Monday, July 16, 2012

The Roads We Follow; The Roads that End

NV Hwy 338. Where my journey began.
This weekend I went to Smith Valley, Nevada, to visit my mom who was celebrating her birthday. For those of you who don't know (and it's OK if you don't) Smith Valley is basically one of those places that is in the middle of nowhere. The nearest town is a quarter of gas tank away. The major industry is alfalfa farming with a sprinkle of cattle ranchers to make things interesting.

I'm not sure which one of us had the idea. It might have been me because I've been reading a lot about the Eastern Sierra these days and anything having to do with them has me fascinated. When I learned my mom's house is not "far" from Bridgeport, I decided-- or, proclaimed: "We should all ride there!"

Of course I should have realized this is Nevada and distances here are unique, as distances are in any place. I've gotten used to the way I can ride 80-90 miles in California, going up and down hills, through groves of oak or redwood or tall grasses. Roads meander in California. Roads go up, then down and then up again. You can't see 80 miles in front of you. Distances, therefore, are judged with time and effort... but certainly not with visual perception.

In Nevada (or so I've discovered in my two-week stay) roads tend to do one thing for a very long while. They go up.  And up. And up. Or they go straight. And keep going, going, going, going, going in a seemingly endless undulating landscape of low-lying brush framed by jagged mountains in either direction. Which is a nice way to say I don't know why the statement: "It's a straight climb for the first 15-miles" (spoken by my mom's husband) didn't dissuade me. Up at 5:30 am and on the road an hour later, I found myself riding West to Bridgeport, alone, on my Specialized Roubaix, recently adjusted to fit my short body.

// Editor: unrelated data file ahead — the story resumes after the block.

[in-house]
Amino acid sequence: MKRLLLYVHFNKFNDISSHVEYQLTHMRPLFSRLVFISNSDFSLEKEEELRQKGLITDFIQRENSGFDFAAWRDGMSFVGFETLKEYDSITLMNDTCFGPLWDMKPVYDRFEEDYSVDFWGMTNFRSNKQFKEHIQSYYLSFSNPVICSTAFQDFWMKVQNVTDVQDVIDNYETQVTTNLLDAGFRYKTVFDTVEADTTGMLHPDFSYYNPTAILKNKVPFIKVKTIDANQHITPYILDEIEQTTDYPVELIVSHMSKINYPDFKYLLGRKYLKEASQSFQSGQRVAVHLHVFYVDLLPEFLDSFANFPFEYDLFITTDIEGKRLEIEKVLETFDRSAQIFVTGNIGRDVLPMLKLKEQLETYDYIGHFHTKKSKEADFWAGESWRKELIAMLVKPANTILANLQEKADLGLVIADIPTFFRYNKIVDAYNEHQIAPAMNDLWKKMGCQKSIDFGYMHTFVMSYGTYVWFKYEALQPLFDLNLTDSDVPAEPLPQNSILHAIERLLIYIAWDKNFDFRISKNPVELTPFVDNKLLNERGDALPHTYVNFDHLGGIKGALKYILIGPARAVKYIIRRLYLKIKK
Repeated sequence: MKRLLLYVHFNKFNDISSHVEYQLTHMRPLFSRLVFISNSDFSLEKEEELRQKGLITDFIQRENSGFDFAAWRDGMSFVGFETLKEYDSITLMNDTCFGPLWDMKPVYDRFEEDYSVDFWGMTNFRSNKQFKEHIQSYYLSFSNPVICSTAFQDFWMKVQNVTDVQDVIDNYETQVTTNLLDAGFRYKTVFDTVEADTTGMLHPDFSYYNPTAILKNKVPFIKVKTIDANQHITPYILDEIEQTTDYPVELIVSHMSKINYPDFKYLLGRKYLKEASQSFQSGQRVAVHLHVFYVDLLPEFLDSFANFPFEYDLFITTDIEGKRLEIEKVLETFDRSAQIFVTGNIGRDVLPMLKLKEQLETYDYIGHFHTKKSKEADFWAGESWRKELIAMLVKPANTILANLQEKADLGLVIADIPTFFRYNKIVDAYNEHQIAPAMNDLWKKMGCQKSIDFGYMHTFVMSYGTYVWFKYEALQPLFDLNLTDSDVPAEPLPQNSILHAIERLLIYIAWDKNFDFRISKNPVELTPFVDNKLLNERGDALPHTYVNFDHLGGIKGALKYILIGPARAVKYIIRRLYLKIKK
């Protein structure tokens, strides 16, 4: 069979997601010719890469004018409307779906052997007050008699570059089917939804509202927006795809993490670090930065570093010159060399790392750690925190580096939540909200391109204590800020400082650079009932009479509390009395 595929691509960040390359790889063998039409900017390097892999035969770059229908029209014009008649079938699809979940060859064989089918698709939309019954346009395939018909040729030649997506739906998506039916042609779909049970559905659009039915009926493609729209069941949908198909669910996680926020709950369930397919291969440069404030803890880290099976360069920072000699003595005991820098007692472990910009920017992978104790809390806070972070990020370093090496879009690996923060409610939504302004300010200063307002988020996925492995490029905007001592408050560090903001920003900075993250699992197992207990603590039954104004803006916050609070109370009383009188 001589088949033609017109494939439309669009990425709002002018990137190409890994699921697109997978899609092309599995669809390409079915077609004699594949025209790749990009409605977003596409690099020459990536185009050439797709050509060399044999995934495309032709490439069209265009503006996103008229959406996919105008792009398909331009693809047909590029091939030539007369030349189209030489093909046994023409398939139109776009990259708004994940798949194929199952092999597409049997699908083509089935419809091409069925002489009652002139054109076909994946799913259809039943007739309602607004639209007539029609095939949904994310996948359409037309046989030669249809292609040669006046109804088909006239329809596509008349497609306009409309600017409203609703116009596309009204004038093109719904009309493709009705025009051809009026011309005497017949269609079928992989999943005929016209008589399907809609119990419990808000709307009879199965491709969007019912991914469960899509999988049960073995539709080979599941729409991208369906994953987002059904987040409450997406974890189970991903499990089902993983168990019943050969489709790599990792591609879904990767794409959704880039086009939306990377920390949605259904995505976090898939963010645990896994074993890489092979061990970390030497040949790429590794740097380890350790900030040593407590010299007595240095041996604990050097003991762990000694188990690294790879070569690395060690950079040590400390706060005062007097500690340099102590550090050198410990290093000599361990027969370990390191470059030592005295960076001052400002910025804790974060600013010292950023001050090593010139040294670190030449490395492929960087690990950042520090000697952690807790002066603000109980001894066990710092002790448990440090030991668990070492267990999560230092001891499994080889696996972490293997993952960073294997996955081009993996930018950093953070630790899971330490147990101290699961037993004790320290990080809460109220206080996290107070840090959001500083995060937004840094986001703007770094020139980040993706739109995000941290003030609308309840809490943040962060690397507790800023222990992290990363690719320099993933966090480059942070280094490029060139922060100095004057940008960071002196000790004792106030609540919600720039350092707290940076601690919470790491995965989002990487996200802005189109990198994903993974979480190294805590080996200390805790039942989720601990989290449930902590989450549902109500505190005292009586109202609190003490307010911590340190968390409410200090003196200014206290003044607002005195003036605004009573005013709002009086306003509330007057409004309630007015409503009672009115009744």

I quickly found up for 15 miles was an understatement. From the starting point on the first paved road from the house, I would discover the climb was 19 miles to Sweetwater Summit, not 15. An added bonus: a special headwind (unusual since mornings are typically calm) made the 2,000 vertical effort more of an effort than it would have been.

I stopped at the sign announcing I'd reached the summit and sucked down a sport gel.

Then, it was down a winding road (not too winding, this is Nevada, remember? :-)  until mile 30 or so when I rode across the state line. I must have been excited: after I sipped a squirt of water, my bottle ended up in the willows lining the road and I had to go back and search for it.

The canyon was spectacular: cut by the East Walker, eventually I saw the jagged Sierra Range, still slightly snow capped and the sight alone pulled me forward, up another rise to Bridgeport reservoir and the town of Bridgeport itself.

In all, the ride was beautiful.

Canyons carved by river.
Valleys fed by unlikely sources of water to make green oases in the midst of a barren landscape.
And the thought, in the back of my mind, that this was all under an ocean, once.
Thoughts broken by a the smell of a cigar from a man fishing the East Walker River.

No one rode with me: I met my family in Bridgeport and we ate breakfast together at a cafe that honored my request to have no dairy.... amazing for a small town. Before they arrived, I bought a cup of coffee in a building that had once been the town jail.

I wish I'd been able to do the ride faster; maybe I will next time. I'm always wary when I'm on the road, alone. Maybe that makes me a bad athlete; or an out-of-shape one... but what a beautiful ride.

Scenes from one of the most beautiful places on earth, in my humble opinion:

River Road, Smith Valley.

A ranch off River Road, Smith Valley.

On the road to Bridgeport, near Wellington, NV.

It makes me want to be better... which is what sport is all about, really. You try to be your best each and every day. And what a best--- celebrating my mom's birthday with her in the place we are from. There's nothing better.

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